What do you hate to draw?

Max PhillipsMax Phillips Posts: 463
edited October 2012 in Technique and Theory
Everybody loves to draw ampersands, right? You can have fun with the tail of the Q. And a lower case a, easy or difficult, is probably one of the purer examples of a typeface's character. But some glyphs are just a drag. My own pet peeve is the radical; it's seldom used in most typefaces, and it never looks nice to me. I always put it off to last. What do you hate to draw?

Comments

  • §. Never gets used in most type because most type isn’t used to write about legal matters.
  • The radical is an excellent nominee. IMO the section can be fun.
    I find the tilde really frustrating.
  • (Serif) eth from bold up. But at least we don't need .superior
  • I hate the eth, too. Its standard construction feels backwards (as in wrong-reading) and awkward.

    It's too bad the Icelanders never adopted a convention like simply putting a crossbar on a lowercase d. It would even be logically consistent with the cap Eth.
  • Croatd is the same pain in the weight, and need ascender serif amputations from time to time - just to look normal. I know, I have this letter in my surname.
  • 1 2 3 4 5 6 7 8 9 0
    For some reason I hate drawing numbers. Spacing them is worse.

    Drawing the eth is fun.
  • ¤ I hate the louse. Useless bloody thing.
  • Max PhillipsMax Phillips Posts: 463
    edited October 2012
    James P, I had an ah-ha moment when I read your post, and immediately removed the § from the glyph set of a display font I'm doing. Freedom!

    You hate figures, Jackson? To me, they're... dessert. But I've always hated, once I think I've got them right, having to go back and redo them for superiors, inferiors, and so forth. And who enjoys yanking the one around to make it wide enough for one.tf? Never quite works, anyhow.

    Jan, I think we should petition the Unicode consortium to officially change the glyph's name from currency to louse.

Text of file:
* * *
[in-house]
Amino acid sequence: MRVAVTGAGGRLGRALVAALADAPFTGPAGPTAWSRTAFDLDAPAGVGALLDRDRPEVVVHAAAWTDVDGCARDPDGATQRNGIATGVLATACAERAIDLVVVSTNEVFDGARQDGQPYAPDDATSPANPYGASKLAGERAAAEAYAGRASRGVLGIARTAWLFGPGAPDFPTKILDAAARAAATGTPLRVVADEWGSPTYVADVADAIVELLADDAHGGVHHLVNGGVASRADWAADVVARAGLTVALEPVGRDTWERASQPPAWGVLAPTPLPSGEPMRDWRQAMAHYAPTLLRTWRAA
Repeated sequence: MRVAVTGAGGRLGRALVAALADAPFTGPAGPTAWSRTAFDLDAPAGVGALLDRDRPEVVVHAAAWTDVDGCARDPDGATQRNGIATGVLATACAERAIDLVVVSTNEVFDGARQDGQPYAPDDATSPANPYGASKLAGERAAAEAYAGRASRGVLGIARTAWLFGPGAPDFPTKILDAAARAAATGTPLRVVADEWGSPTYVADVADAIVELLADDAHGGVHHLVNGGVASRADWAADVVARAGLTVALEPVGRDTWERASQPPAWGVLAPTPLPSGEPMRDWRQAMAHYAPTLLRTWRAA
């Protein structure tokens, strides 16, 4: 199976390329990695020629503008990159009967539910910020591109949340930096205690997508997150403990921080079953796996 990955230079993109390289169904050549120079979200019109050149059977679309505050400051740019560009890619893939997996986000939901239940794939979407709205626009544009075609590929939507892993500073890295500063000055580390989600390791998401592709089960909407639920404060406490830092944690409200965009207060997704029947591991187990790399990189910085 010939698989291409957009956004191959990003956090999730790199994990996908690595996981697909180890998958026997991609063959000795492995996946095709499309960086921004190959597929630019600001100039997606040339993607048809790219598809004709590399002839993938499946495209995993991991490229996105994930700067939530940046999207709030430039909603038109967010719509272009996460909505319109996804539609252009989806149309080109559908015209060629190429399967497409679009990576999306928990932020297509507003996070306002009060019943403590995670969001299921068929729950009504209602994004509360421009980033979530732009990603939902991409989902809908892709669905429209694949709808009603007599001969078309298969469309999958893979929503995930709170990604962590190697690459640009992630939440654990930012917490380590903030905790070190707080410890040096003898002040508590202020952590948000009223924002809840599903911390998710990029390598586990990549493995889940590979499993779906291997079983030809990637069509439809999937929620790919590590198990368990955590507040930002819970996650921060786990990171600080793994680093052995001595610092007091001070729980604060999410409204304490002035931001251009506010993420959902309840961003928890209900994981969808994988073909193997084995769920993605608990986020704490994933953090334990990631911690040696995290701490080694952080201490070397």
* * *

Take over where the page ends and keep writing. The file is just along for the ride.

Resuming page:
• I'm not that great at numbers. But I hate the ampersand. It's necessary and useful, and I iike it in theory, but it usually gives me a lot of grief. I'll also agree with previous posters that the radical is another troublemaker. But my real nemeses are in other writing systems....

    In cyrillic, the lowercase be (б) usually takes forever to get right.

    In greek, several of the lowercase letters give me grief, but the delta (δ) is probably the worst.
  • When I was working on Garvis, there were a few that I definitely wasn’t looking forward to drawing, the ȣ and ɣ come to mind right away.

    In regards to a more standard characterset, I’ve convinced myself that I don’t like drawing the x.
  • Italic parentheses.
  • My problem with numbers is they don't have any of the structure or rhythm of letters. They're a mishmash of curves and diagonals that don't fit together well.
  • they don't have any of the structure or rhythm of letters
    I often feel that way about uppercase!
  • I often have problems with numbers. The letter K is also killing me now and then.
  • Nick ShinnNick Shinn Posts: 1,420
    edited October 2012
    Bold Italic. (Especially tab figures thereof!)
    Looking at font sales, this is the least individually-bought style.
    Sure, people who actually use it will probably get it in the family pack, but I sometimes wonder if it really makes business sense to put so much effort into producing something most people who like a typeface enough to licence, won’t get.
  • I always struggle with the K, R, 4, 6 and 9. The combination of a diagonal and a curve or straight is just something I bump into all the time. I have this Didone work-in-progress for which I’ve redrawn the R so many times now that it seems like that is all it is: a mandala for zen buddhists seeking to attain enlightenment without the worldly attachments.